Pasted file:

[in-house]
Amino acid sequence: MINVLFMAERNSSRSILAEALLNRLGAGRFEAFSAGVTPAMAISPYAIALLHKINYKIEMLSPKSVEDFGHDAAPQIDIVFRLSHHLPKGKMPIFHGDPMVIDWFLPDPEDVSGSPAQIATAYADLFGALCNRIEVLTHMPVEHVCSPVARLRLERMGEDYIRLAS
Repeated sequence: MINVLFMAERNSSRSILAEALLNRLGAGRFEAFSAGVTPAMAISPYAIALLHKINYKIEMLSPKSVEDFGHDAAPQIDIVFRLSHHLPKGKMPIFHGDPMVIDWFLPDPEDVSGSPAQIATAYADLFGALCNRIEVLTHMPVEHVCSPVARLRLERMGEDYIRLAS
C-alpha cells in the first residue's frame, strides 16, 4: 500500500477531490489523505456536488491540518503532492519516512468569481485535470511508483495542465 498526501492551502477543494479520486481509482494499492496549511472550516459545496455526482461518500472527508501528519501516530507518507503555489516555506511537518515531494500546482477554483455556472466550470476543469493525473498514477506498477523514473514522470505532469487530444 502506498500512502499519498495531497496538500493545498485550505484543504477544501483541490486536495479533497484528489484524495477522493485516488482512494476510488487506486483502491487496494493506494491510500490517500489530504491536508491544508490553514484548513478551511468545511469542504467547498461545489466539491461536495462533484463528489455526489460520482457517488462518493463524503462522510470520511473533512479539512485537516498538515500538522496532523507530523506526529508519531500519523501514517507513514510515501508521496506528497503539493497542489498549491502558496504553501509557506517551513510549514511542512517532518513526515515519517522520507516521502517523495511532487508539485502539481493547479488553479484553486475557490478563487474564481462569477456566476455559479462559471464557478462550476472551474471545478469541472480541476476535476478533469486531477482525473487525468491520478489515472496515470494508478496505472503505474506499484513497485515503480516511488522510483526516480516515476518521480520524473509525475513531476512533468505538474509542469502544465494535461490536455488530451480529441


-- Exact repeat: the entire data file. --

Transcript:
[in-house]
Amino acid sequence: MINVLFMAERNSSRSILAEALLNRLGAGRFEAFSAGVTPAMAISPYAIALLHKINYKIEMLSPKSVEDFGHDAAPQIDIVFRLSHHLPKGKMPIFHGDPMVIDWFLPDPEDVSGSPAQIATAYADLFGALCNRIEVLTHMPVEHVCSPVARLRLERMGEDYIRLAS
Repeated sequence: MINVLFMAERNSSRSILAEALLNRLGAGRFEAFSAGVTPAMAISPYAIALLHKINYKIEMLSPKSVEDFGHDAAPQIDIVFRLSHHLPKGKMPIFHGDPMVIDWFLPDPEDVSGSPAQIATAYADLFGALCNRIEVLTHMPVEHVCSPVARLRLERMGEDYIRLAS
C-alpha cells in the first residue's frame, strides 16, 4: 500500500477531490489523505456536488491540518503532492519516512468569481485535470511508483495542465 498526501492551502477543494479520486481509482494499492496549511472550516459545496455526482461518500472527508501528519501516530507518507503555489516555506511537518515531494500546482477554483455556472466550470476543469493525473498514477506498477523514473514522470505532469487530444 502506498500512502499519498495531497496538500493545498485550505484543504477544501483541490486536495479533497484528489484524495477522493485516488482512494476510488487506486483502491487496494493506494491510500490517500489530504491536508491544508490553514484548513478551511468545511469542504467547498461545489466539491461536495462533484463528489455526489460520482457517488462518493463524503462522510470520511473533512479539512485537516498538515500538522496532523507530523506526529508519531500519523501514517507513514510515501508521496506528497503539493497542489498549491502558496504553501509557506517551513510549514511542512517532518513526515515519517522520507516521502517523495511532487508539485502539481493547479488553479484553486475557490478563487474564481462569477456566476455559479462559471464557478462550476472551474471545478469541472480541476476535476478533469486531477482525473487525468491520478489515472496515470494508478496505472503505474506499484513497485515503480516511488522510483526516480516515476518521480520524473509525475513531476512533468505538474509542469502544465494535461490536455488530451480529441